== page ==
Date of Degree
MS (Master of Science)
Thesis problem: Cone beam computed tomography (CBCT) can provide images with identical information and considerable dose reduction compared with reasonably low costs compared to multislice computed tomography (MSCT) especially where multiple follow up imaging studies are needed. The purpose of this study was to evaluate the diagnostic usefulness of CBCT, using i-CAT®'s software, for detection of the anatomical landmarks of the external, middle and inner ear to answer this question whether MSCT Can be replaced by dental CBCT for evaluation of the temporal bone.
Material and methods: Cone beam computed tomography (CBCT) images of 63 subjects made with the same machine, with unknown clinical histories and no evidence of pathosis on CBCT images, were evaluated by two oral and maxillofacial radiologists retrospectively. Seven anatomical points (scutum, oval window, incudomalleolar joint, the tympanic/horizontal and mastoid/vertical segments of the facial nerve, anterior and posterior crura of stapes) of the right and left temporal bone (total of 120 temporal bones) were evaluated. The results were provided as percentage of the points identified by each radiologist. The intra and inter observer agreement were calculated using kappa statistic.
Results: The scutum, the tympanic/horizontal segment of the facial nerve canal and the oval window of the right and left temporal bone of 63 cases (total 126 temporal bones) were visualized by the first observer as well-defined structures in 100%, 96.03% and 100% of the cases, respectively. The tympanic/horizontal segment of the facial nerve canal was visualized as a poorly-defined structure in 2.38 % and could not be identified in 1.59% of the cases. The anterior and posterior crura of stapes, the mastoid/vertical segments of the facial nerve canal and the incudomalleolar joint were visualized as well-defined structures in 24.60%, 53.17%, 99.21% and 57.94% of the cases, as poorly defined structures in 32.54%, 41.27%, 0.79% and 39.68% of the cases respectively. The anterior and posterior crura of stapes, the mastoid/vertical segments of the facial nerve canal and the incudomalleolar joint could not be identified in 42.86%, 5.56%, 0% and 2.38% of the cases respectively. The intra- and inter-observer agreement ranged from strong for tympanic/horizontal and mastoid/vertical segments of the facial nerve canal to poor for the anterior and posterior crura of stapes and also the incudomalleolar joint.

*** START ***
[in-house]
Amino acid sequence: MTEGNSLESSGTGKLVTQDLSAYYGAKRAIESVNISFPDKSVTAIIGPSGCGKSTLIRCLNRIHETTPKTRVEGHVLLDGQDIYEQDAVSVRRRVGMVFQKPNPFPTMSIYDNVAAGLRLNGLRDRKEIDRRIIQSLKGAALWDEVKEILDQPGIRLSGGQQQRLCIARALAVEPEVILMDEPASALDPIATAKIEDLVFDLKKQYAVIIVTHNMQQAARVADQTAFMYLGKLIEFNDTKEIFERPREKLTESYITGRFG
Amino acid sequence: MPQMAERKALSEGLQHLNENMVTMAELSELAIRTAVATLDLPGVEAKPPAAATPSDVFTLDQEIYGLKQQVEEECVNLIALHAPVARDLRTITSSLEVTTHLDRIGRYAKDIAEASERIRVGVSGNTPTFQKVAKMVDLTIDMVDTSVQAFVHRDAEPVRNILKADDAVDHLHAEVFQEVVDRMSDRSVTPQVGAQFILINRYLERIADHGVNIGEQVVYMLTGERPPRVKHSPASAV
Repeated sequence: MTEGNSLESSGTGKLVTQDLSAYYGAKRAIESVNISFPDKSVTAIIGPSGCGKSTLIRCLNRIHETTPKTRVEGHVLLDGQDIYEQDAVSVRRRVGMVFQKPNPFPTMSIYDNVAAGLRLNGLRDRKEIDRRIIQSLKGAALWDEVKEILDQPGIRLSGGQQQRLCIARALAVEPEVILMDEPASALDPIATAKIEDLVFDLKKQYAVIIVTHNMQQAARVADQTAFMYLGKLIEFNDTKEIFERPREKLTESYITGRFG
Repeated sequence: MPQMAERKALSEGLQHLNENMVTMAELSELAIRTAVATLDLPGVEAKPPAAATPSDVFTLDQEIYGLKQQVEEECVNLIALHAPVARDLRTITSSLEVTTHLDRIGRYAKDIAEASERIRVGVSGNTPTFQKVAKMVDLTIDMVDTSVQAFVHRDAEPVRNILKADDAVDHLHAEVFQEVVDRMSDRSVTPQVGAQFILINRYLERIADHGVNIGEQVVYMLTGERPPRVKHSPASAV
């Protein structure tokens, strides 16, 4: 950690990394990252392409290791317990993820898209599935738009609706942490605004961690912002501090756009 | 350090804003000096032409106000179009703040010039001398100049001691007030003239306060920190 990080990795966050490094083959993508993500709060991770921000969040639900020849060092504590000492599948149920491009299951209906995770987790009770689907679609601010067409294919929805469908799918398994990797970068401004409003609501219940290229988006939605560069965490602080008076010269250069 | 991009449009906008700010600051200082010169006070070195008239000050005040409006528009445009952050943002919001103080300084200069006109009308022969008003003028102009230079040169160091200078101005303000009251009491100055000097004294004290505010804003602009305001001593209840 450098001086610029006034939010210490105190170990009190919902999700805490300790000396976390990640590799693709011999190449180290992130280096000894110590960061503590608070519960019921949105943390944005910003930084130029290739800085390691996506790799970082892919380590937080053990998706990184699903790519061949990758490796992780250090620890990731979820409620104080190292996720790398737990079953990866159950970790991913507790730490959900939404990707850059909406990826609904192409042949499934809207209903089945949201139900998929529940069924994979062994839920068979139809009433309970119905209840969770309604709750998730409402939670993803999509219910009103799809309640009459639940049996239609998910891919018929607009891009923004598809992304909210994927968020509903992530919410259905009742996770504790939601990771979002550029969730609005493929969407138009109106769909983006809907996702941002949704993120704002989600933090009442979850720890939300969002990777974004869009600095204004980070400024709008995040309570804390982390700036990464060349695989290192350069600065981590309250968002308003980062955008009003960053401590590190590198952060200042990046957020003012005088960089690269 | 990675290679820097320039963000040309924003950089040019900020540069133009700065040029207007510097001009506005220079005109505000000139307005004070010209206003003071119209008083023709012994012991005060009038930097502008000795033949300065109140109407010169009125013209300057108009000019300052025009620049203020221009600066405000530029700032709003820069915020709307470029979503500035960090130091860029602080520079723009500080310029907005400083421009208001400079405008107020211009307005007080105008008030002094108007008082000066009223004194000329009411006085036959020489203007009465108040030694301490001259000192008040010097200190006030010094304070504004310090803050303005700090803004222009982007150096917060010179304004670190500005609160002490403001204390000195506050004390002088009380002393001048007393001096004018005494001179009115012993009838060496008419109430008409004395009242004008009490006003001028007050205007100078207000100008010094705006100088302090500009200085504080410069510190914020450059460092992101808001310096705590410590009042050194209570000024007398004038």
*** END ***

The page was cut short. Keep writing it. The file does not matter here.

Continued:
Conclusion: The i-CAT CBCT machine is a promising replacement for MSCT in evaluation of the temporal bone where there is no need for evaluation of the anterior and posterior crura of stapes and the incudomalleolar joint which are the smallest anatomical structures in the temporal bone. Other CBCT machines with higher contrast to noise ratio should be evaluated for detection of those anatomical structures since CBCT can reduce the patient dose substantially where multiple follow up CT studied are needed.
Key words: Computed tomography; cone beam CT; multislice helical CT; middle ear; inner ear; temporal bone.
Cone beam computed tomography, Cone beam CT, Inner ear, Middle ear, Multislice helical CT, Temporal bone
xi, 90 pages
Includes bibliographical references (pages 83-90).
Copyright 2013 Mahdieh Taleb Mehr